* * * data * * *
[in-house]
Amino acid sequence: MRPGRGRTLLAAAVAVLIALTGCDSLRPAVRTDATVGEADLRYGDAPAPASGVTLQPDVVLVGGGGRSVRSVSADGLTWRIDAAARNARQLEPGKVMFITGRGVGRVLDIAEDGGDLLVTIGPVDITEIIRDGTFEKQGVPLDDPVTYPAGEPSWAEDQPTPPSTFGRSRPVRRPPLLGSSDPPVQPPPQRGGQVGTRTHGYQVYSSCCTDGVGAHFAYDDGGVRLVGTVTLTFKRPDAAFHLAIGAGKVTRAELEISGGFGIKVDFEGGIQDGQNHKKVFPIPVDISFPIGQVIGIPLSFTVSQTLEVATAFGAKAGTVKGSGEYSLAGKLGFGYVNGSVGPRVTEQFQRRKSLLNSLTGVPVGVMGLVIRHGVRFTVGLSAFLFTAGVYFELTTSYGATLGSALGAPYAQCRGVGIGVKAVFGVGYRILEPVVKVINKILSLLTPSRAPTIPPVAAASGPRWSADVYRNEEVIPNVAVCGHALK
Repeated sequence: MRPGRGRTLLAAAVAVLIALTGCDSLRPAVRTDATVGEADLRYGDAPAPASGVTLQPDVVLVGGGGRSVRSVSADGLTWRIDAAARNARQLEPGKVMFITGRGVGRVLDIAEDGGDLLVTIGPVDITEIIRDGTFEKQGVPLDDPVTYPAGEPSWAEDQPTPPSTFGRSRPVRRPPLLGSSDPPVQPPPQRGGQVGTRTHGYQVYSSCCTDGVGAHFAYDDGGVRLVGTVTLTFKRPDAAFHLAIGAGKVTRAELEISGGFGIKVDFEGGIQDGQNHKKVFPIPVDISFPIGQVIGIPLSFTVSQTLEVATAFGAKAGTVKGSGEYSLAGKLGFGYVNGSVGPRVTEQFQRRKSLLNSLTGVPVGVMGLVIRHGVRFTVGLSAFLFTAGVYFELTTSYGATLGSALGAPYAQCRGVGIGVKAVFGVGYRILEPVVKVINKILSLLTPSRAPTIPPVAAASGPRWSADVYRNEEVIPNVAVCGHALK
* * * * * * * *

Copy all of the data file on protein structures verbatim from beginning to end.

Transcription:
[in-house]
Amino acid sequence: MRPGRGRTLLAAAVAVLIALTGCDSLRPAVRTDATVGEADLRYGDAPAPASGVTLQPDVVLVGGGGRSVRSVSADGLTWRIDAAARNARQLEPGKVMFITGRGVGRVLDIAEDGGDLLVTIGPVDITEIIRDGTFEKQGVPLDDPVTYPAGEPSWAEDQPTPPSTFGRSRPVRRPPLLGSSDPPVQPPPQRGGQVGTRTHGYQVYSSCCTDGVGAHFAYDDGGVRLVGTVTLTFKRPDAAFHLAIGAGKVTRAELEISGGFGIKVDFEGGIQDGQNHKKVFPIPVDISFPIGQVIGIPLSFTVSQTLEVATAFGAKAGTVKGSGEYSLAGKLGFGYVNGSVGPRVTEQFQRRKSLLNSLTGVPVGVMGLVIRHGVRFTVGLSAFLFTAGVYFELTTSYGATLGSALGAPYAQCRGVGIGVKAVFGVGYRILEPVVKVINKILSLLTPSRAPTIPPVAAASGPRWSADVYRNEEVIPNVAVCGHALK
Repeated sequence: MRPGRGRTLLAAAVAVLIALTGCDSLRPAVRTDATVGEADLRYGDAPAPASGVTLQPDVVLVGGGGRSVRSVSADGLTWRIDAAARNARQLEPGKVMFITGRGVGRVLDIAEDGGDLLVTIGPVDITEIIRDGTFEKQGVPLDDPVTYPAGEPSWAEDQPTPPSTFGRSRPVRRPPLLGSSDPPVQPPPQRGGQVGTRTHGYQVYSSCCTDGVGAHFAYDDGGVRLVGTVTLTFKRPDAAFHLAIGAGKVTRAELEISGGFGIKVDFEGGIQDGQNHKKVFPIPVDISFPIGQVIGIPLSFTVSQTLEVATAFGAKAGTVKGSGEYSLAGKLGFGYVNGSVGPRVTEQFQRRKSLLNSLTGVPVGVMGLVIRHGVRFTVGLSAFLFTAGVYFELTTSYGATLGSALGAPYAQCRGVGIGVKAVFGVGYRILEPVVKVINKILSLLTPSRAPTIPPVAAASGPRWSADVYRNEEVIPNVAVCGHALK